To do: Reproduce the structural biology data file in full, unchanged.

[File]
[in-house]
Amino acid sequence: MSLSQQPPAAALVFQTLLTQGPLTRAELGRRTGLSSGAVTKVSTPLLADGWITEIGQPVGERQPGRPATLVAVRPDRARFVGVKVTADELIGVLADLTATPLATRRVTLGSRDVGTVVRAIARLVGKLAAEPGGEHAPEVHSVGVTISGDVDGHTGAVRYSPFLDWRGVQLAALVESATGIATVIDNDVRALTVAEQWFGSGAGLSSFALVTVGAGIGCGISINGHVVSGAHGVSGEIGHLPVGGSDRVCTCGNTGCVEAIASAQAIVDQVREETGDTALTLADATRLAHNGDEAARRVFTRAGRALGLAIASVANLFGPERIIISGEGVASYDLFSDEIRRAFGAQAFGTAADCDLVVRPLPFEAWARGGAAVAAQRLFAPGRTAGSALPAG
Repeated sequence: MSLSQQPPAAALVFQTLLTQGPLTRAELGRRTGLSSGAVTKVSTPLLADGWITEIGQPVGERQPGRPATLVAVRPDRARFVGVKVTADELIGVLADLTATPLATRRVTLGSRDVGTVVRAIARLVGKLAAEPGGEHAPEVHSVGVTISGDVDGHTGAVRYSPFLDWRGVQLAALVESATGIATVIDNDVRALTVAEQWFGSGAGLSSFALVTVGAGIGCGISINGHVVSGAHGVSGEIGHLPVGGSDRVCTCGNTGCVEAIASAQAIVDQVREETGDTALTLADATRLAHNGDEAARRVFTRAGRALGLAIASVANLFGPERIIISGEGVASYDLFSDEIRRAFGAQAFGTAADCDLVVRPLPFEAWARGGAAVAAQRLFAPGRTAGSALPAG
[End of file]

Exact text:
[in-house]
Amino acid sequence: MSLSQQPPAAALVFQTLLTQGPLTRAELGRRTGLSSGAVTKVSTPLLADGWITEIGQPVGERQPGRPATLVAVRPDRARFVGVKVTADELIGVLADLTATPLATRRVTLGSRDVGTVVRAIARLVGKLAAEPGGEHAPEVHSVGVTISGDVDGHTGAVRYSPFLDWRGVQLAALVESATGIATVIDNDVRALTVAEQWFGSGAGLSSFALVTVGAGIGCGISINGHVVSGAHGVSGEIGHLPVGGSDRVCTCGNTGCVEAIASAQAIVDQVREETGDTALTLADATRLAHNGDEAARRVFTRAGRALGLAIASVANLFGPERIIISGEGVASYDLFSDEIRRAFGAQAFGTAADCDLVVRPLPFEAWARGGAAVAAQRLFAPGRTAGSALPAG
Repeated sequence: MSLSQQPPAAALVFQTLLTQGPLTRAELGRRTGLSSGAVTKVSTPLLADGWITEIGQPVGERQPGRPATLVAVRPDRARFVGVKVTADELIGVLADLTATPLATRRVTLGSRDVGTVVRAIARLVGKLAAEPGGEHAPEVHSVGVTISGDVDGHTGAVRYSPFLDWRGVQLAALVESATGIATVIDNDVRALTVAEQWFGSGAGLSSFALVTVGAGIGCGISINGHVVSGAHGVSGEIGHLPVGGSDRVCTCGNTGCVEAIASAQAIVDQVREETGDTALTLADATRLAHNGDEAARRVFTRAGRALGLAIASVANLFGPERIIISGEGVASYDLFSDEIRRAFGAQAFGTAADCDLVVRPLPFEAWARGGAAVAAQRLFAPGRTAGSALPAG